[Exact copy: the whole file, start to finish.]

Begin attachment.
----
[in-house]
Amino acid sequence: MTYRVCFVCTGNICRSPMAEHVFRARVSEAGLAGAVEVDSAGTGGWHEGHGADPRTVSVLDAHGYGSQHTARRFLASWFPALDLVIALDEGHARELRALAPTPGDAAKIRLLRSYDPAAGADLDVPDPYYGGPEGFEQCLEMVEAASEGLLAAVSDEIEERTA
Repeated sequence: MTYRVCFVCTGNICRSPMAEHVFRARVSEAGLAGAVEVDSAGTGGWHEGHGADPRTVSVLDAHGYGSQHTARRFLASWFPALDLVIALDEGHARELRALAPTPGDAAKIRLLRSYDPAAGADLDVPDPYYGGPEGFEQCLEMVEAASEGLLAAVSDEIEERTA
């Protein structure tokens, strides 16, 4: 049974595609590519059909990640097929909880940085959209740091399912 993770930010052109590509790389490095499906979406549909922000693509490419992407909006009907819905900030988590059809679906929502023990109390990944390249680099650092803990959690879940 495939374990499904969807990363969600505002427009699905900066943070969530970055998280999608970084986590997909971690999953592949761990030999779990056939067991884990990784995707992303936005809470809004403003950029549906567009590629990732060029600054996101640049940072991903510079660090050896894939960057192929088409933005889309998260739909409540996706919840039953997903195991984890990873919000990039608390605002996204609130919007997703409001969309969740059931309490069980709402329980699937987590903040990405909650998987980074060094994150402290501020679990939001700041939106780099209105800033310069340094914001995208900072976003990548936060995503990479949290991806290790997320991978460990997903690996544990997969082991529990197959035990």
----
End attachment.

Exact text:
[in-house]
Amino acid sequence: MTYRVCFVCTGNICRSPMAEHVFRARVSEAGLAGAVEVDSAGTGGWHEGHGADPRTVSVLDAHGYGSQHTARRFLASWFPALDLVIALDEGHARELRALAPTPGDAAKIRLLRSYDPAAGADLDVPDPYYGGPEGFEQCLEMVEAASEGLLAAVSDEIEERTA
Repeated sequence: MTYRVCFVCTGNICRSPMAEHVFRARVSEAGLAGAVEVDSAGTGGWHEGHGADPRTVSVLDAHGYGSQHTARRFLASWFPALDLVIALDEGHARELRALAPTPGDAAKIRLLRSYDPAAGADLDVPDPYYGGPEGFEQCLEMVEAASEGLLAAVSDEIEERTA
């Protein structure tokens, strides 16, 4: 049974595609590519059909990640097929909880940085959209740091399912 993770930010052109590509790389490095499906979406549909922000693509490419992407909006009907819905900030988590059809679906929502023990109390990944390249680099650092803990959690879940 495939374990499904969807990363969600505002427009699905900066943070969530970055998280999608970084986590997909971690999953592949761990030999779990056939067991884990990784995707992303936005809470809004403003950029549906567009590629990732060029600054996101640049940072991903510079660090050896894939960057192929088409933005889309998260739909409540996706919840039953997903195991984890990873919000990039608390605002996204609130919007997703409001969309969740059931309490069980709402329980699937987590903040990405909650998987980074060094994150402290501020679990939001700041939106780099209105800033310069340094914001995208900072976003990548936060995503990479949290991806290790997320991978460990997903690996544990997969082991529990197959035990």